Minerals and Mining

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The Mineral and Mines Unit was established to assist First Nations within the Union of Ontario Indians in May of 2010.   It is currently staffed with a Mineral and Mines Policy Analyst.
The Union of Ontario Indians have developed the Anishinabek Mining Strategy that includes the following 5 goals:
  • Provided mineral and mines education and awareness to community members
  • Ensure that First Nation communities are meaningfully engaged in the mineral sector
  • Promote and provide mineral and mining opportunities to UOI member communities
  • Engage in policy analysis of mining activities within traditional territories
  • Provide support and mineral expertise to UOI member First Nation communities
Technical Table
A technical table has been established as an advisory body to provide a process to better identify current and emerging issues, support discussion on mining issues, allow for information exchange, facilitate a common understanding, build upon relationships and allow for the collaboration on the resolution of issues identified.
Peter Recollet, Ed Wawia, Dave Simpson, Marlene Bilous and Sharilyn Johnston.  Missing:  Phil Goulais.

 Guide for mining in Anishinabek Nation Territory
The purpose of this guide for mining in Anishinabek Nation Territory, is to assist First Nations in navigating through the individual phases of the Ministry of Northern Development and Mines (MNDM) mining sequence.  In order, these phases are:
Claim Staking – Company stakes a claim and registers it with MNDM - no consultation with First Nations.
Early exploration – MNDM provides written notice and gives First Nations 21 days to comment on exploration above ground.  IF YOU DO NOT ANSWER THESE PLANS, THE MINING CYCLE BEGINS.  THE COMPANY MAY WALK ON YOUR TERRITORY.
Advanced Exploration – MNDM provides written notice of permit application below ground to First Nations and asks Chief to call company - time limit 50 days for MNDM to decide. MNDM can stop the clock and call for mediation if serious dispute with First Nations
Closure Plans – Required to open a mine - company must prove that site can be rehabilitated after mine is closed - 45 days for First Nation and company consultation
NOTE:  The Mining Act in Ontario and its regulations do not require First Nation consultation on traditional and Treaty territory for claim staking and early exploration.
 Q.  A company wants to stake a claim (electronically on Ontario Crown land) in my territory. Claims can be staked electronically in Northern Ontario in early 2014.  What can my First Nation do?

Step 1. Company stakes a claim on Ontario Crown land and submits it to the Ministry of Northern Development and Mines.  There is no requirement for company to contact First Nations prior to staking a claim.
Step 2 – Ministry of Northern Development and Mines send Chief a letter.
 There are two claim types:
Exploration Plans – Above Ground- light damage to FN territory. Plan
Exploration Permits – deep drilling and blasting- heavy damage. Permit
Early Exploration uses Exploration Plans (above ground) – Chiefs have 21 days to comment to the MNDM from date letter is sent electronically.  IF YOU DON'T ANSWER THESE PLANS, THE MINING CYCLE WILL BEGIN. They also include a map of the area and a drill hole map.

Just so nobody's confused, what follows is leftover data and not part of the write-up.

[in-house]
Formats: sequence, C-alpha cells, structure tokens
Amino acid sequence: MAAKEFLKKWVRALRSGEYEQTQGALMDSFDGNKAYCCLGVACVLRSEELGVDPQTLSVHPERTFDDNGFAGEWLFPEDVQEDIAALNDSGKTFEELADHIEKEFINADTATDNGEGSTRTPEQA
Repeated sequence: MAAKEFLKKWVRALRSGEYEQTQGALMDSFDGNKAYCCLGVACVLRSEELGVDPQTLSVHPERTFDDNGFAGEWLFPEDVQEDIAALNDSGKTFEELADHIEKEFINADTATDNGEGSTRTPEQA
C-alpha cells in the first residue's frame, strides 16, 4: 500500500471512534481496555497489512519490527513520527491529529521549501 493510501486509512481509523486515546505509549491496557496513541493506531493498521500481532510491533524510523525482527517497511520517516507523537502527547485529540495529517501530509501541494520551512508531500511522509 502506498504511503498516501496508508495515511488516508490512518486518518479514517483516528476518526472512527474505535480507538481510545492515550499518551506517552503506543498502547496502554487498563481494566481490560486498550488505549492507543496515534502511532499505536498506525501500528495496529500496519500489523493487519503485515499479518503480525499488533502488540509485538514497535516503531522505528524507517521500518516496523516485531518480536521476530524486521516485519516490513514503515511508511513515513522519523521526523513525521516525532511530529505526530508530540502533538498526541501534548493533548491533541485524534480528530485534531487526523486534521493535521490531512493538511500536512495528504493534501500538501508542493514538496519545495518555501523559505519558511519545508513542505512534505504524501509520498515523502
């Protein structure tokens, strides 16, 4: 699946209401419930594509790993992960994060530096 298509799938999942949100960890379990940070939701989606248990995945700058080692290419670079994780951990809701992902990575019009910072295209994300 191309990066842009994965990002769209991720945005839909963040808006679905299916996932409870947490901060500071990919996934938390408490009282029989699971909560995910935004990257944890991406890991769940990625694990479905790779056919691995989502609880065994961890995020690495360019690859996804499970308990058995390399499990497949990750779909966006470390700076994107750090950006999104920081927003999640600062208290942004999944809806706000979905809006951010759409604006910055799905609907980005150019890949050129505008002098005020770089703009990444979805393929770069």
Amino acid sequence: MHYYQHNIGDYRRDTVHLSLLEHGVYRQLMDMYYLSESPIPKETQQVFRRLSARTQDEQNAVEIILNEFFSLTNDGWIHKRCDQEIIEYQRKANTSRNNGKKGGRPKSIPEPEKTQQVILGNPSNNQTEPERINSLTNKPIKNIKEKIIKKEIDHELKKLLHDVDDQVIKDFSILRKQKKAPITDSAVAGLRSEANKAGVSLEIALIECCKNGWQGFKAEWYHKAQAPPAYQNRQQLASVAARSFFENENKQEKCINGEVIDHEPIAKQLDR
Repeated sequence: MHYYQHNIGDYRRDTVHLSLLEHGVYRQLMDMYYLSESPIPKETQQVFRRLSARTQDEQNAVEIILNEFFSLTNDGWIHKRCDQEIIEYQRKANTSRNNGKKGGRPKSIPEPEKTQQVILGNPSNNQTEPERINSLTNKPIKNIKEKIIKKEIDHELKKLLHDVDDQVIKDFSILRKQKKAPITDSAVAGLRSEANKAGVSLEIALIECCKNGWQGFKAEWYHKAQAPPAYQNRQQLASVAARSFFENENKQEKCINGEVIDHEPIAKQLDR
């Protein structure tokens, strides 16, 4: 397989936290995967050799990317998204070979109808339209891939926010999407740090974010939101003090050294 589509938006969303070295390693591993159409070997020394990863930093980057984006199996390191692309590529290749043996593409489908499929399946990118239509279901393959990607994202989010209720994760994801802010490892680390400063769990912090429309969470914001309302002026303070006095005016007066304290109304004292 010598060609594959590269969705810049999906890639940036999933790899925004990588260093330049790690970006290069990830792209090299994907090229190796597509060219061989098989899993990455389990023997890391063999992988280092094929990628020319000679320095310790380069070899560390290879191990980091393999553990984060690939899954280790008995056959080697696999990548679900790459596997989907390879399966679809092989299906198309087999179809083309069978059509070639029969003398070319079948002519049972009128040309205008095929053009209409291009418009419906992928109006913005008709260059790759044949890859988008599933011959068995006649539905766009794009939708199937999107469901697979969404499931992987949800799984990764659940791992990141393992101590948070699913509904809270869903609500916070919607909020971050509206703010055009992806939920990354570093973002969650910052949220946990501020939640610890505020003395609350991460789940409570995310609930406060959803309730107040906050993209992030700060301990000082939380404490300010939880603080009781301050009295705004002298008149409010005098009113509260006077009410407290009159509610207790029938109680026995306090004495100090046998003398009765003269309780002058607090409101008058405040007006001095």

If First Nations have no comments or no problems, company goes on to traditional territory to explore from 30 days from date of letter.
Advanced Exploration uses Exploration Permits – MNDM provides written notice of permit application to First Nations and asks Chief to call company.  Chief has 30 days to comment and engage company.  MNDM has a time limit of 50 days to make a decision. MNDM can stop the clock and call for mediation if serious dispute with First Nations.
Exploration Permits (blasting and deep drilling) – Letter from MNDM sent to Chief – notice with application, maps and history.    Chief is requested to phone the company. First Nations have up to 30 days to reply from date on letter.  If they say yes – the company goes ahead.
If MNDM can’t facilitate (mediator chosen from Ontario list of Mediators) have 30 days to report to Minister – First Nation can only appeal through the courts.
Closure Plans

A mining company wants to open a mine.  What does this means to First Nations?  What process is followed?
1)  In order to open a mine, a company must file a Closure Plan.  These are usually more than a 1000 pages because they include many engineering reports.
2) The Closure Plan is a document requiring the company to prove that the site can be rehabilitated.
3) Closure Plans consist of a detailed description of the project, closure objectives, progressive rehabilitation measures, rehabilitation at closure, monitoring plans, long-term site management and financial assurance.
4) The Closure Plan process allows 45 days for the company and First Nations, identified by MNDM to engage or consult.
5) The company files the Closure Plans with MNDM and begins applying for the required permits to open the mine.  First Nations are consulted on each permit.  For example, the Kearney Mine Site required 16 permits.


Anishinabek Mining Strategy Report Jan 2009
File: Mining Final Report.pdf

Serpent River First Nation Mining Report
File: SRFN Mining Report.pdf

Anishinabek Minerals and Mining 2011 Report
File: MiningReport.pdf


For additional information about Minerals and Mining or any information regarding the content of this page, please contact:

Laronde, Jason
Director Lands and Resources
Tel:(705) 497-9127
Fax:(705) 497-9135


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